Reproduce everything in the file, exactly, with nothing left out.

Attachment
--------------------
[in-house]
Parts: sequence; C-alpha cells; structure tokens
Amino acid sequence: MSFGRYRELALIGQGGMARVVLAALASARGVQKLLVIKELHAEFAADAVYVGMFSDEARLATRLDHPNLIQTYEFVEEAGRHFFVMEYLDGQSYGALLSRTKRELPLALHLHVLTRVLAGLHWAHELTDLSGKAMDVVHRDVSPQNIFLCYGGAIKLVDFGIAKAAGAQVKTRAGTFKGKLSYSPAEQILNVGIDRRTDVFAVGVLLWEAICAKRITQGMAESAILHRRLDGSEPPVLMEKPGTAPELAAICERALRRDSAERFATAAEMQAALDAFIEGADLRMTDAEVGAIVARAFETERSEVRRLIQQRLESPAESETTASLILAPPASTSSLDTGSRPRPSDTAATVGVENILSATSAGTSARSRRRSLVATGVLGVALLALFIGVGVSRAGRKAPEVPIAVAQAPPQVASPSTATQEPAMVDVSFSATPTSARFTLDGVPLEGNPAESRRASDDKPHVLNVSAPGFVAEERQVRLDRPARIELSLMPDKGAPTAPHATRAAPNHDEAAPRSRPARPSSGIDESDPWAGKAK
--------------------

[in-house]
Parts: sequence; C-alpha cells; structure tokens
Amino acid sequence: MSFGRYRELALIGQGGMARVVLAALASARGVQKLLVIKELHAEFAADAVYVGMFSDEARLATRLDHPNLIQTYEFVEEAGRHFFVMEYLDGQSYGALLSRTKRELPLALHLHVLTRVLAGLHWAHELTDLSGKAMDVVHRDVSPQNIFLCYGGAIKLVDFGIAKAAGAQVKTRAGTFKGKLSYSPAEQILNVGIDRRTDVFAVGVLLWEAICAKRITQGMAESAILHRRLDGSEPPVLMEKPGTAPELAAICERALRRDSAERFATAAEMQAALDAFIEGADLRMTDAEVGAIVARAFETERSEVRRLIQQRLESPAESETTASLILAPPASTSSLDTGSRPRPSDTAATVGVENILSATSAGTSARSRRRSLVATGVLGVALLALFIGVGVSRAGRKAPEVPIAVAQAPPQVASPSTATQEPAMVDVSFSATPTSARFTLDGVPLEGNPAESRRASDDKPHVLNVSAPGFVAEERQVRLDRPARIELSLMPDKGAPTAPHATRAAPNHDEAAPRSRPARPSSGIDESDPWAGKAK